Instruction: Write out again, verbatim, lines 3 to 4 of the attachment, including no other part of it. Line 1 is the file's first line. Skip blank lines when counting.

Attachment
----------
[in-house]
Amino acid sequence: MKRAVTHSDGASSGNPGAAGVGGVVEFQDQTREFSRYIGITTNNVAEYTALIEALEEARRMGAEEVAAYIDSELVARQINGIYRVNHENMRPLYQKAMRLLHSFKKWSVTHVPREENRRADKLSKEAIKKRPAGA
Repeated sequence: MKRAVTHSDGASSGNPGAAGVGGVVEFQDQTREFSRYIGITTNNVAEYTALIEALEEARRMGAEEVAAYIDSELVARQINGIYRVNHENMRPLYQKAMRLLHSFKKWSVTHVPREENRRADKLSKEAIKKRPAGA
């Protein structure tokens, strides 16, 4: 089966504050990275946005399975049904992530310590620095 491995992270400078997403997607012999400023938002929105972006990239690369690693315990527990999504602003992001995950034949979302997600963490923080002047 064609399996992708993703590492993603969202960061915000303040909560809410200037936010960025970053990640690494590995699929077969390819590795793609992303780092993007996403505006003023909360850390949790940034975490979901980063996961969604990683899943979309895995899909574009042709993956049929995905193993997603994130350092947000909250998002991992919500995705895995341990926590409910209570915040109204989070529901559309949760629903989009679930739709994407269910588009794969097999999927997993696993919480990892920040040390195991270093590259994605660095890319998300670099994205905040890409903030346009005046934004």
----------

Repeated sequence: MKRAVTHSDGASSGNPGAAGVGGVVEFQDQTREFSRYIGITTNNVAEYTALIEALEEARRMGAEEVAAYIDSELVARQINGIYRVNHENMRPLYQKAMRLLHSFKKWSVTHVPREENRRADKLSKEAIKKRPAGA
């Protein structure tokens, strides 16, 4: 089966504050990275946005399975049904992530310590620095 491995992270400078997403997607012999400023938002929105972006990239690369690693315990527990999504602003992001995950034949979302997600963490923080002047 064609399996992708993703590492993603969202960061915000303040909560809410200037936010960025970053990640690494590995699929077969390819590795793609992303780092993007996403505006003023909360850390949790940034975490979901980063996961969604990683899943979309895995899909574009042709993956049929995905193993997603994130350092947000909250998002991992919500995705895995341990926590409910209570915040109204989070529901559309949760629903989009679930739709994407269910588009794969097999999927997993696993919480990892920040040390195991270093590259994605660095890319998300670099994205905040890409903030346009005046934004």